Lancaster farming. (Lancaster, Pa., etc.) 1955-current, January 26, 1974, Image 8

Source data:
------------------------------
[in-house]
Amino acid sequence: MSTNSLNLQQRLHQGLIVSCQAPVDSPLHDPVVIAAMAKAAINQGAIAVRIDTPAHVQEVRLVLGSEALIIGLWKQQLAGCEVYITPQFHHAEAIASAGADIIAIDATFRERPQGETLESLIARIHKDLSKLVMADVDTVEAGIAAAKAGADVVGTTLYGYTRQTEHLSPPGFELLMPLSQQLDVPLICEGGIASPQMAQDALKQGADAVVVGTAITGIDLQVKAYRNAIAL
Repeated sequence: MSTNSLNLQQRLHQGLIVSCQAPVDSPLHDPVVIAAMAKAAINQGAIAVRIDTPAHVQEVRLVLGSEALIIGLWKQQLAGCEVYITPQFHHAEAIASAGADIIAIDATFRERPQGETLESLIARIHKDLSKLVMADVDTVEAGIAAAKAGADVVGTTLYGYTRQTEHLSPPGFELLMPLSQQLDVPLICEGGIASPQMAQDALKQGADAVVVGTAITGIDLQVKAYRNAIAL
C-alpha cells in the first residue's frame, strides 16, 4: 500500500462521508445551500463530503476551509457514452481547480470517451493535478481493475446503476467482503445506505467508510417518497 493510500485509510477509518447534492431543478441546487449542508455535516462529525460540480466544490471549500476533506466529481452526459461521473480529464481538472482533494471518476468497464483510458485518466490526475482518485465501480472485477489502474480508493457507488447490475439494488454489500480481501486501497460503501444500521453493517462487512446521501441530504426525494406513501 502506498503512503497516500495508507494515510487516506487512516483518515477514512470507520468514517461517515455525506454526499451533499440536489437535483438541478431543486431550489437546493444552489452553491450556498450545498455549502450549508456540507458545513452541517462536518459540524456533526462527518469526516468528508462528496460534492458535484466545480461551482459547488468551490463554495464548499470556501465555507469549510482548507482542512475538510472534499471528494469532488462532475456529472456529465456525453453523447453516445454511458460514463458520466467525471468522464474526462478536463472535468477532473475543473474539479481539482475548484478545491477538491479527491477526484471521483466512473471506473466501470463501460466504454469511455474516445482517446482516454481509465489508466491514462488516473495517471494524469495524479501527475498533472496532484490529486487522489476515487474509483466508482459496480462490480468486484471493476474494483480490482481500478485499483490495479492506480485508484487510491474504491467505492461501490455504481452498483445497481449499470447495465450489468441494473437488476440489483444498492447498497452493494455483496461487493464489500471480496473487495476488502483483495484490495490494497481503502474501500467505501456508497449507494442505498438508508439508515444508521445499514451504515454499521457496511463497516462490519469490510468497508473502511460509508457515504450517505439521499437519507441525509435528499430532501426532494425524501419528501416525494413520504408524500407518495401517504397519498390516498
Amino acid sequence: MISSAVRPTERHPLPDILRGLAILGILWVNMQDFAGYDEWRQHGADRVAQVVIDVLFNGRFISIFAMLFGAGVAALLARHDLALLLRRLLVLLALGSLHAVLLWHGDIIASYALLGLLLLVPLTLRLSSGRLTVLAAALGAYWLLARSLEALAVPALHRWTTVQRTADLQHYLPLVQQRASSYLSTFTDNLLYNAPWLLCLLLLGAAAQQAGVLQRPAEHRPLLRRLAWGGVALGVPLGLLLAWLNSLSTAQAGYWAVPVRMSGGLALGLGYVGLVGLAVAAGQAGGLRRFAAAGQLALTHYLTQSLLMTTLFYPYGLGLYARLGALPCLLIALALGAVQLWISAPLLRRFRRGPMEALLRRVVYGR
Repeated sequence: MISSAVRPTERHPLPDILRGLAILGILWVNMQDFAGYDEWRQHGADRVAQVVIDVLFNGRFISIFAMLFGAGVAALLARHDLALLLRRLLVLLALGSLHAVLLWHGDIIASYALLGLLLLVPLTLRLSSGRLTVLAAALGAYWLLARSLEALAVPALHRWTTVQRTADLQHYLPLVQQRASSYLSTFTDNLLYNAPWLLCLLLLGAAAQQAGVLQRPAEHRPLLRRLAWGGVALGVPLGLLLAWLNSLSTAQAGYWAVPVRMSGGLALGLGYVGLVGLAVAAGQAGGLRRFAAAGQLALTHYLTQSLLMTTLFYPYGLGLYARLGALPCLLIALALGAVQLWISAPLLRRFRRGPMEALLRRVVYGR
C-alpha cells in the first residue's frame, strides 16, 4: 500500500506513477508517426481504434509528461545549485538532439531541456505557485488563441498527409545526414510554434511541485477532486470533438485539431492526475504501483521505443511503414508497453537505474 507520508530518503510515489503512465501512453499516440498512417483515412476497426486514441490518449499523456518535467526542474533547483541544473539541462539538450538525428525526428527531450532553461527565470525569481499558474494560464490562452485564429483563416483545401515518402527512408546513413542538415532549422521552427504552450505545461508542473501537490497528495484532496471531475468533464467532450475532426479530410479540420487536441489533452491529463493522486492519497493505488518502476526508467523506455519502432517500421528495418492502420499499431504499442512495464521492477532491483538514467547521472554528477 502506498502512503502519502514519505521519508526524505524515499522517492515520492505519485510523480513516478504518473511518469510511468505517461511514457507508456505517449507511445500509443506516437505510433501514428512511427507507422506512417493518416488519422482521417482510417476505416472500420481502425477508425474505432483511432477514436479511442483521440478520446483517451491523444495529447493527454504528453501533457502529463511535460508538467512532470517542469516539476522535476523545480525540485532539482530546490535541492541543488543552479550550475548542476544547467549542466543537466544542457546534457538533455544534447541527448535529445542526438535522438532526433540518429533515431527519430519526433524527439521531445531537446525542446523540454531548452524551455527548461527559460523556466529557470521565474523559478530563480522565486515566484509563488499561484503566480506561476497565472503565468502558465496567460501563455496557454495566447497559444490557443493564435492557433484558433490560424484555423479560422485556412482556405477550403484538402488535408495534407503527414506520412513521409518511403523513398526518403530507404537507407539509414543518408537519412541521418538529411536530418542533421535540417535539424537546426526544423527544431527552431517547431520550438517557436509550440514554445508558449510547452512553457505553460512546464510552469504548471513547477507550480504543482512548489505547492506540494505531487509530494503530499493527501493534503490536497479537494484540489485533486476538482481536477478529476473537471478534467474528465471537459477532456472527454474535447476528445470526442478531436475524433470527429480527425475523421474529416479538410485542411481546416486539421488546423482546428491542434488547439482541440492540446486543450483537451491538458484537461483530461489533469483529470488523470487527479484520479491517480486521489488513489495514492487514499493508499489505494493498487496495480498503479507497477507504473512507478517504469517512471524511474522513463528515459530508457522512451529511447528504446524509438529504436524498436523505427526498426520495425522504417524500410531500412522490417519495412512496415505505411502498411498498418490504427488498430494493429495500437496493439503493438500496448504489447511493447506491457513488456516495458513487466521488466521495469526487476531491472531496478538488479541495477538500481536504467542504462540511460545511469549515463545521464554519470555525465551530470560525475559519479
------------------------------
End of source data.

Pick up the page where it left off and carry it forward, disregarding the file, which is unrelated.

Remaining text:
B—U potter Farming, Saturday. Jan. 26.1974 From Local Ag Teachers: The article this week was prepared by Donald Robinson, teacher of agriculture at Garden Spot High School. CASH FLOW: MONEY MAP TO FARM PROFIT In a business like farming, there are times when cash flows out faster than it flows in and times when the situation is reversed. But more important, on every farm, there is usually a pattern to the flow which more or less repeats from one year to the next. Since today’s management-minded far- Lots of things. Like efficient low-cost milk production. A 12-to-13-month calving interval. Dry cows that freshen in top condition ... ready to produce more milk in the next lactation than in the last. Calves that get off to a quick low-cost growth start. Heifers that have been grown and conditioned to pay back their growing costs early in the first lactation ... then to continue producing well throughout a long milking life. Many good dairymen in this area have achieved such successes with Purina dairy feeding and management programs. There are three Purina programs for milking cows: the Puma Feeding According to Production Program, the Purina Challenge Feeding Program and the Purina Limited Roughage Feeding Program. There’s the Puma Dry Cow Program. And the Purina calf and heifer growing program We’ll be glad to give you the Purina research supported recommendations for any of these programs that have helped mean success for so many dairymen. Many of our customers have told us that their success started at our store where you see the friendly red and white Checkerboard. Let us help you aim for more success in dairying. Call us. Or drop in soon. Wenger's Feed Mill Inc. West Willow Farmers Assn., Inc. Ira B. Landis John J. Hess, 11, Inc. Ph. 665-3248 Box 276, Manheim RD3 James High & Sons John B. Kurtz Ph 354-0301 3^4-9251 Gordonville H D 3 t Ephrata Mwcitoy. Thoughts in Passing mer is handy with a pencil 3 ,< *T . llmßSmf and calculator • it’s ** relatively easy to use your w; farm’s cash flow pattern as a ■ ; starting point to predict .. 1 m r. future income and expenses. ap»»' w » Not to the exact penny, or Y ~ even to the dollar, but close ' 3 * x enough to be a valuable tool „ , Y in the planning and ~ // management of your I'SBmy /j ‘ business. J j WjT// / Other businesses have /I; been doing this for years. . ' Until recently, however, few ,j I > ' > ■ people gave much thought to ‘j,■ uU .ni 1 cash flow accounting in a A ' \ farm business. No one in the > AVuV 1 \ 111 business of farming needs to Donald Robinson be reminded that it takes money. More and more of it > all the time. Capital - managed wisely - has become an essential ingredient in the farm financial picture. Cash flow accounting is one of the most useful tools of modern farm financial management. But as with any tool, using it profitably requires a certain amount of know-how: first in setting up a simple cash flow projection for your business and then cashing it on it. One thing needs em phasizing from the outset; Cash Flow income and outgo projections don’t replace other types of financial statements. The others are still essential as a record of what you’ve accomplished in the past, and of where you currently stand financially. To these, the cash flow adds a future dimension. By now you’ve no doubt realized that a cash flow statement is simply a month by-month comparison of expected cash income and expected cash expenses. And that is exactly what it is. How do you start long term planning? The following points may serve as a guideline: 1. Identify long-term goals to know where you are going. 2. Lay out a year’s plan, breaking it into major projects or steps. Cash flow gives you timing - tells you when and how much capital you’ll need. 3. Review your annual and long-term projections every six months. 4. Your annual plan should have achievable objectives and improvements. 5. Calendarize your in come and expenses and analyze the progress of your business at least once a month. It as a pan cessfui? 7v Ph: 367-1195 Rheems Ph 464-3431 West Willow Ph 442-4632 Paradise 6. Assign yourself priorities. 7. Try to think more like a manager of equity and less like a chore-boy. Leave yourself time to think. It’s easy to rationalize that you ought to work, when you really ought to think instead. Maybe that is the ultimate test of a top manager-how successfully he' can discipline himself to figure ahead. As farm managers need to borrow more and more capital, the lenders are going to want more and > projections of .ur operations and expected returns:. Ponder these thoughts, and consult with your lending mstitution for further assistance to develop your financial “road-map”. Net Income Increases At Dauphin Deposit Dauphin Deposit Trust Deposit had realigned “broaden the opportunities Pftrpp«ny increased its net responsibilities and and accelerate the progress income by 24 percent to authority, and made of younger people S 4 484.697 in 1973 from numerous promotions during throughout the $3,596,450 in 1972. This 1973, which are expected to organization, represents earnings per share of $4.06 in 1973, compared to $3.26 in 1972. W. D. Lewis, president of the bank, also announced that loans increased by 20 percent to $213,572,312 from $177,323,708, personal trusts climbed by 28 percent to $372,601,767 from $289,993,582 and corporate trusts ad vanced 21 percent to $ 196,85 1,000 from $162,484,000. Total assets on December 31, 1973 were $382,430,715 compared to $356,796,361 on the same date in 1972, an increase of 7 percent. Total deposits were $334,991,281 at the end of 1973 compared to $313,474,850 at the end of 1972, an advance of 6 per cent. Lewis said he believes that the bank will experience continued growth during 1974. He stated that the year ahead promises “many changes which represent a great challenge for the bank.” He predicted that the bank will achieve its long term profit and growth objectives. He added that Dauphin Thin Trees Most trees need thinning as they grow older. But corrective pruning can be done while trees are young. Pruning can be done gradually, and involve more and more thinning out of weak, and eventually dead wood as a tree matures. Ask your county agent for more information. TRY A CLASSIFIED AD Spread it on or knife it down. Liquid spreaders from New Idea • Choice of 4 sizes, each with open door or closed end. - 800-, 1100-, 1500- or 2100-gallon tank capacity - Thick V*” steel walls, massive frames - Big 135 c.f.m. pressure-vacuum pump, shielded from weather - Air agitation through pipe system keeps solids in suspension - Plowdown available - Corn row attachment available - Plus many other features including New Idea’s full year warranty Like it? Stop in and look at it! N. G. HERSHE Y & SON A. L. HERR & BRO, Manheim Quanyville LANDIS BROS., INC. Lancaster LONGENECKER FARM SUPPLY Rheems A.B.C. GROFF. INC. New Holland CHAS. J. McCOMSEY &SONS ROY H. BUCK. INC. ffickory HUI, Pa. Ephrata, R.D.2 KINZER EQUIP. CO. Kinzer STOLTZFUS FARM SERVICE CochranviUe, Pa.